“And he called unto him his disciples, and saith unto them, Verily I say unto you, That this poor widow hath cast more in, than all they which have cast into the treasury:” Mark 12:43
Neither rich nor influential, we don’t even know the name of the Widow who appears in Jesus’ powerful teaching on giving and the state of the heart. Although we will never know her name, her story echoes through time. For she gave everything she had - two of the humble bronze coins we now call "Mites" - a term coined centuries later to designate a coin of little value.
A note about these Widow's Mites: These mites were part of a hoard of over 2,000 coins found in the Israel years ago. Robert used a light touch in conserving these, so they still carry the soil from the Holy Land that protected them for 1600 years. The latest date coins in the hoard were late Roman - dating to circa 400 AC, so the Mites in the hoard had been used in Judea for over 400 years! They are well-loved and well-used, but we can tell from the distinct shape and size exactly what they are - amazing witnesses of 400 years of Biblical history.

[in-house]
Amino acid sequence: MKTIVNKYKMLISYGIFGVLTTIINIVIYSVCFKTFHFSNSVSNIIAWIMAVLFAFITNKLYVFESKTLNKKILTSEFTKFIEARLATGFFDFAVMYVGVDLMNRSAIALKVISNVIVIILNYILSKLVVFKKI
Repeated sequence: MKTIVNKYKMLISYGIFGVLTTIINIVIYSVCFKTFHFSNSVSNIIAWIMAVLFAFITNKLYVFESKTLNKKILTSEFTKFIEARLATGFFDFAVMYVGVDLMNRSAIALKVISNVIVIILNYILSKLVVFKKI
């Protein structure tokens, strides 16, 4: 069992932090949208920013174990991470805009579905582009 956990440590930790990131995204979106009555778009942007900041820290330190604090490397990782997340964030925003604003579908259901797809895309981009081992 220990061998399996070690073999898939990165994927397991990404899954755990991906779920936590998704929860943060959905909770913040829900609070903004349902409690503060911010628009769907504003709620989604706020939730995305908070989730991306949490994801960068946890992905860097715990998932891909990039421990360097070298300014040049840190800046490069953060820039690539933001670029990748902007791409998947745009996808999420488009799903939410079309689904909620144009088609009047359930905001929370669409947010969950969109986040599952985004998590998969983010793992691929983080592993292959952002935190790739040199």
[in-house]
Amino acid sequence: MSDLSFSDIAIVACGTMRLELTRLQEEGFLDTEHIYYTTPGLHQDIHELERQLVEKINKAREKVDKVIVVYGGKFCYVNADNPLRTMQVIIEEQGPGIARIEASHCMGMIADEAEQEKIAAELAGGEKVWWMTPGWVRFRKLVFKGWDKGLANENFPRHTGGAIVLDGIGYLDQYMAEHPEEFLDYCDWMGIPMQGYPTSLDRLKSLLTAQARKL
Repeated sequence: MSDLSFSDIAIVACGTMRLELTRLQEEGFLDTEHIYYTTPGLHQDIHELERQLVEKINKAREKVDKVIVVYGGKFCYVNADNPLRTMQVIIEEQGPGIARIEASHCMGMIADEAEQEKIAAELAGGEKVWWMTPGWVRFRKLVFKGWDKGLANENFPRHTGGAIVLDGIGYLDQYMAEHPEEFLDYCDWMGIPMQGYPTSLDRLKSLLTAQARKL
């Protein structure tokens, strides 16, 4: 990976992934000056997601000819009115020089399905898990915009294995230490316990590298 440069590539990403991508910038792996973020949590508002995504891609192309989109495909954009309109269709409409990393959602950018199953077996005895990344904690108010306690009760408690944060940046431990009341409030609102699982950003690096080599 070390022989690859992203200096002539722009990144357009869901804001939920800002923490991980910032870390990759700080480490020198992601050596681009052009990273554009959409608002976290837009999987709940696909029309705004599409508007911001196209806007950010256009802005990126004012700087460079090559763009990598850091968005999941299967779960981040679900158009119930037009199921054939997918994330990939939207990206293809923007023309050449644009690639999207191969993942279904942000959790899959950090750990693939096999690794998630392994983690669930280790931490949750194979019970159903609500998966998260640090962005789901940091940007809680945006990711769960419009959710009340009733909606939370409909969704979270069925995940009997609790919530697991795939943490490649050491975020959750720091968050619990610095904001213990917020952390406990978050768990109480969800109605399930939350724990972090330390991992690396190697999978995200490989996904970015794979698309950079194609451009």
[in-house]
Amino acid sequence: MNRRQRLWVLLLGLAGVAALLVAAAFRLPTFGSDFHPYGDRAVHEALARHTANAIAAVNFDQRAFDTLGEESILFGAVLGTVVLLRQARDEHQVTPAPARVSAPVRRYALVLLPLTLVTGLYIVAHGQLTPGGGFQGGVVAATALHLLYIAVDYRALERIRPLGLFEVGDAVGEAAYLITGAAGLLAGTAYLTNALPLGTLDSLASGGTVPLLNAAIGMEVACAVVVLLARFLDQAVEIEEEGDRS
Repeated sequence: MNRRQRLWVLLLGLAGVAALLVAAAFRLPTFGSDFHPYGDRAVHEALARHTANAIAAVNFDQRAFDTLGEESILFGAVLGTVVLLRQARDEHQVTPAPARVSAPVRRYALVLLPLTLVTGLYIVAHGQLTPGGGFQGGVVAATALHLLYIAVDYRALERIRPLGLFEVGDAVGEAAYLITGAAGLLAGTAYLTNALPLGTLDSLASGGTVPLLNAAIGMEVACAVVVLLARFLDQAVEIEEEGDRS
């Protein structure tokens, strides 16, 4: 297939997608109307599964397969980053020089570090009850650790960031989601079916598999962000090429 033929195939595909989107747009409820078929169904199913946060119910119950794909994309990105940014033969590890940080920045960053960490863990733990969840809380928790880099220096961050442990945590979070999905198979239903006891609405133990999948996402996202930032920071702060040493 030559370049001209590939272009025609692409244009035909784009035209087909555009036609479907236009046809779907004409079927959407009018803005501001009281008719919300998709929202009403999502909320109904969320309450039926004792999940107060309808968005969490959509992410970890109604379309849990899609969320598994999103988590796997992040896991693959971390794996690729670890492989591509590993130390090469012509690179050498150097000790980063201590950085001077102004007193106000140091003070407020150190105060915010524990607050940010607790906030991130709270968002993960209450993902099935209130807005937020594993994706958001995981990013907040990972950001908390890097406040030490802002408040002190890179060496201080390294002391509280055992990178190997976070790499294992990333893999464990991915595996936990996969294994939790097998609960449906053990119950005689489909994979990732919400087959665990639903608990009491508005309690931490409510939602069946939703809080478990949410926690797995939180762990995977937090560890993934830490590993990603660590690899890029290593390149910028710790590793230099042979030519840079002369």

The tiny bronze Widow’s Mite coins were not Roman, but true Judean coins that were minted during the short period of Jewish history between the Old and New Testaments, when Israel was a self-governing nation. Called a Prutah, they were minted under the King and High Priest Alexander Jannaeus, the first of these coins were minted about 78 BC, and perhaps a few decades after, however they were in circulation at the time of Christ, and are remembered for the key part they played in Jesus’ teaching related to tithing and giving. It was this tiny coin that was actively traded in the markets that Jesus and the disciples passed, and would have been used by the common folk who flocked to listen to the parables of Jesus.
These coins were of so little value, that striking them was done hastily, and, most of the time, much of the design didn't make it on the small coins. This example, framed by Robert in 18K Gold and Sterling Silver is one of the best we've ever seen! It is truly a unique piece of history that comes out of a carefully currated collection amassed in the 1970s from coins excavated near Jerusalem.
On one side is the eight-rayed star, signifying heaven, and on the other, an anchor - a power symbol of the day.